The market is growing smaller

Over the last few years there has been a trend in the established satellite industry toward higher efficiency per unit mass on orbit. This is seen in both smaller size and in higher performance spacecraft. Especially in the last two years, the small satellite market has matured significantly and is growing rapidly.


The trend toward smaller spacecraft can, at least in part, be attributed to the introduction of the Cubesat standard for nano satellites. Nano satellites have a segment of the market in their own right. Starting humbly as a “do-it-yourself” space system of 1 cubic decimeter (defined as 1Unit or 1U) aimed mostly at educational purposes, Cubesats have grown both in size and reliability such that six unit (6U) Cubesats are performing increasingly advanced missions.

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From 10 to 500 satellites launched per year

Five years ago there were only 10-20 small satellites launched annually. Today that number is closer to 200/year, and five years from now it is estimated to be more than double that at 500/year. The number of small satellites expected to be launched was described in the 2014 SpaceWorks report (shown in figure below). Several mega-constellations, with 100 – 4,600 satellites, have also been announced the last years, which further boost the growth of the market. Note that the figure below only shows launches of 1-50 kg satellites while several of the mega-constellations plan to use satellites in the 100-150 kg class.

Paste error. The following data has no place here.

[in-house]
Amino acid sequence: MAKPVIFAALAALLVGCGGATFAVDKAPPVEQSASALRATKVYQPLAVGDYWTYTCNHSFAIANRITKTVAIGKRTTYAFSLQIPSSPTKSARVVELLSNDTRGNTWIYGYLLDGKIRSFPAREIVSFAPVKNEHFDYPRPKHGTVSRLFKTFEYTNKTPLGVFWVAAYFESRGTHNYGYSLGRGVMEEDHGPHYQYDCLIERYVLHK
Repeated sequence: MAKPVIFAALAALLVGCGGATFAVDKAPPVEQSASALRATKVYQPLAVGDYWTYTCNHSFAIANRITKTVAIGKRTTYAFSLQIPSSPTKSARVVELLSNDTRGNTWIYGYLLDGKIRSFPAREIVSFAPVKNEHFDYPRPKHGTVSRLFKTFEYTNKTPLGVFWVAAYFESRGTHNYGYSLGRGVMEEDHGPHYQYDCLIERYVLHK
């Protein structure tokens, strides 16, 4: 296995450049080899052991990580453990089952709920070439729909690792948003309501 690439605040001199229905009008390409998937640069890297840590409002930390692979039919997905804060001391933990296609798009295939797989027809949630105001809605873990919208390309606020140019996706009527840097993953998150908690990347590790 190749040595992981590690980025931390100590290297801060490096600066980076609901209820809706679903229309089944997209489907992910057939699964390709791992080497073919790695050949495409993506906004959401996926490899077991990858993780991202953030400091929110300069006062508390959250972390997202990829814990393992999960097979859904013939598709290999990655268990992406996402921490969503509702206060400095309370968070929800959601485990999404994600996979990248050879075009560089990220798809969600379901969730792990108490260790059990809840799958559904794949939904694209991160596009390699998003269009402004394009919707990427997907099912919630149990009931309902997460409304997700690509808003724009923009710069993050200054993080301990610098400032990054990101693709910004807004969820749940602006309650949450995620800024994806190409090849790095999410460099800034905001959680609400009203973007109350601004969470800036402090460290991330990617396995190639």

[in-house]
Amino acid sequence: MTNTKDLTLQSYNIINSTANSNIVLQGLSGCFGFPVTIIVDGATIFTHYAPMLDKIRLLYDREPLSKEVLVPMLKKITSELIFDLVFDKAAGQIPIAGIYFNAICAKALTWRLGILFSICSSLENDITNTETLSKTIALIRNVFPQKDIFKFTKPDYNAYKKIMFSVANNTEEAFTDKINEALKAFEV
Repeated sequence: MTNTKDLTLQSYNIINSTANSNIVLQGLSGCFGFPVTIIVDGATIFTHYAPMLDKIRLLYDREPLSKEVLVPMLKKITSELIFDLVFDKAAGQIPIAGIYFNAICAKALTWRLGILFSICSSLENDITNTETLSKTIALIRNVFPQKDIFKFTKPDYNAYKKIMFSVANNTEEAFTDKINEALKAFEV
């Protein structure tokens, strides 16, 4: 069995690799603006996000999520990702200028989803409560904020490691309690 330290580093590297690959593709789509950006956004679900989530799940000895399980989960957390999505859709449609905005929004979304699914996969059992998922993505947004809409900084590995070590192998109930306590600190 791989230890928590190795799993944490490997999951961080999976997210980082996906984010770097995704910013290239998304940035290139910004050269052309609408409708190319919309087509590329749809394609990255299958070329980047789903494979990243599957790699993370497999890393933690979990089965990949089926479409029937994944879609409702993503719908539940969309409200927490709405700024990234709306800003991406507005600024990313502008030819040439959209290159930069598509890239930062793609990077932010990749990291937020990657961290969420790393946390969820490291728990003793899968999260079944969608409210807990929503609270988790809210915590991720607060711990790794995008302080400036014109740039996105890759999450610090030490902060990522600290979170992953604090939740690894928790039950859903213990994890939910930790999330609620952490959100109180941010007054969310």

Source: 2016 Nano/Microsatellite Market Assessment report by SpaceWorks Enterprises, Inc. (click on the graph to see a larger version).

Commercial and scientific missions are increasing

ÅAC’s observations of market trends are that all mission types divided by segment are growing in number. However, the earlier so common university/educational and technology demonstration missions are not growing as fast as missions with a commercial and/or scientific purpose. Therefore, we see an overall increase in percentage of missions that suit ÅAC’s offering. This conclusion also draws support from the SmallSat market survey conducted by NewSpace Global.

According to the report, a strong portion of respondents stated that over 50% of targeted customers went commercial in 2014. While the vast majority of revenue generated by SmallSats has historically been driven by civil, academic, military, public sector contracts, expectations of a market shift towards scalable, commercial customers is the consensus opinion. The figure below clearly shows that technology demonstrations are decreasing in percentage.

Source: NewSpace Global 2014 Smallsat report (click on the graph to see a larger version).

It is foreseen that this trend will increase the need for more high-end avionics since the suppliers of services want to be able to guarantee availability and performance over the mission lifetime. ÅAC is well positioned in the market with its product portfolios to meet that need.

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